right direction, as a climate o f expanding econom ic

inflationary expectations that plagued the econom y
during 1971.

activity and stimulative fiscal and monetary actions
nurtured rapid econom ic grow th.

In most instances, econom ic developments in the
Fifth District during 1972 paralleled those of the

A strong demand for good s and services, aided by
accelerated monetary grow th, characterized the na­

nation at large. Statistics for 1972, com bined with
sample survey1 results, clearly indicate that 1972 was

tional econom y during the past year. Gross national
product gained nearly 10 percent, increasing by m ore
than $100 billion for the first time in history. A fter

at the individual sectors of the Fifth District econom y

a banner year for all District states.

A closer look

adjustment for price increases, “ real” G N P expanded

provides a better perspective o f District developments
over the past year.

6.5 percent, the most substantial advance in m ore
than six years. T he increased demand for good s and

The Employm ent Picture

services by individuals and all levels o f governm ent

ployment statistics showed moderate to substantial

was accom panied by a rise in the volum e o f business
purchases. T he 21 percent jum p in gross private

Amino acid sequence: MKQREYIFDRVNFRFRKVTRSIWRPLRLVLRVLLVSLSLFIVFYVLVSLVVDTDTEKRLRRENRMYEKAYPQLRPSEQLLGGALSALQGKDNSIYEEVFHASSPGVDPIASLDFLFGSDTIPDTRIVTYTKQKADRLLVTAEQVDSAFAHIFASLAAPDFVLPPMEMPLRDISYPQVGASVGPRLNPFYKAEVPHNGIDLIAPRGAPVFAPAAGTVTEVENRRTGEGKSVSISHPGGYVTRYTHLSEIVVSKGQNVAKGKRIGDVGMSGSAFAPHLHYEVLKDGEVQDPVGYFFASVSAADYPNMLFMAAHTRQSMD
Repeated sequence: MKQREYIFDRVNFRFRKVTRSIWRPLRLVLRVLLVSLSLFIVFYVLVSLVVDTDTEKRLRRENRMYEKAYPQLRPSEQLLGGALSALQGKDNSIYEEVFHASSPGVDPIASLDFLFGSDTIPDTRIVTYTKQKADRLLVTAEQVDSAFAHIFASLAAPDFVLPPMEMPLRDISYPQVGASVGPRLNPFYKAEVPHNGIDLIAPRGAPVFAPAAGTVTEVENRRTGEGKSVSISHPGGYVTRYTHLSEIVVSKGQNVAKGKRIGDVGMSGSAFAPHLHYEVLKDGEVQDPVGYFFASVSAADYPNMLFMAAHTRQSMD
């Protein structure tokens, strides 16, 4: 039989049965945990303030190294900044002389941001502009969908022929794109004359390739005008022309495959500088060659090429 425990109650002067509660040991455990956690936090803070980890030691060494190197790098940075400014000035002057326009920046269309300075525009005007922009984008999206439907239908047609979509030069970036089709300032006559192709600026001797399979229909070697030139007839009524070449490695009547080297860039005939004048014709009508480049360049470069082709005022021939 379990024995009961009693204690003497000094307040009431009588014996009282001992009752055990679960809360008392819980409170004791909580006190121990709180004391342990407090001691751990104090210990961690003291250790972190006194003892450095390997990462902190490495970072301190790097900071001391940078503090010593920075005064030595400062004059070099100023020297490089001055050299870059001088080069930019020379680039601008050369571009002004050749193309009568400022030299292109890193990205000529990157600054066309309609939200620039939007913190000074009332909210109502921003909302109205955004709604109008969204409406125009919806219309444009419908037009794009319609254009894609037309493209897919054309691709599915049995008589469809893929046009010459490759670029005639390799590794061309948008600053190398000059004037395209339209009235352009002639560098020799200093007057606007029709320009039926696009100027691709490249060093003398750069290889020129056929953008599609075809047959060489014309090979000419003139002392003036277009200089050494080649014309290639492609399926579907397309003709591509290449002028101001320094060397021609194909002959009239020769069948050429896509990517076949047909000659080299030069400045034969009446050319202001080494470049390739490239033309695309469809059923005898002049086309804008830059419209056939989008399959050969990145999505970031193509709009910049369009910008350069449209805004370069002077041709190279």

im provem ent in the nation and the District during
1972. Em ploym ent figures through Decem ber were

domestic investment from fourth quarter

up 3 percent over a year ago, with gains of 4 percent
in manufacturing and 2 percent in nonmanufacturing
industries. A close look at the m ajor categories of

1971 to

fourth quarter 1972 far outstripped the 1970-1971
growth. T he strong upward momentum of spending
during the year was associated with a large rise in
the level of credit outstanding.

F or 1972, com m er­

cial bank credit rose at a 14 percent annual rate. The
marked increase in total spending also prom pted a
sharp rise in production. Y ear-to-year, the industrial
production index was up 10.4 percent in Decem ber.
Stepped-up production was made possible by three
key factors— labor force expansion, im proved labor
utilization, and increased productivity. Civilian em ­
ployment rose at a 3.6 percent annual rate for most
of the y e a r ; both average hours w orked and output
per m an-hour were up over a year a g o ; and a much
slower rise in production costs in the first three quar­
ters reflected the increased productivity of labor, as
well as slower grow th in compensation. T his greater

N o n a g ricu ltu ra l e m ­

nonm anufacturing employm ent illustrates the relative
strength o f each.
A part from manufacturing, governm ent is the
leading source of job s in the District. In Decem ber,
Federal, state, and local governm ents supplied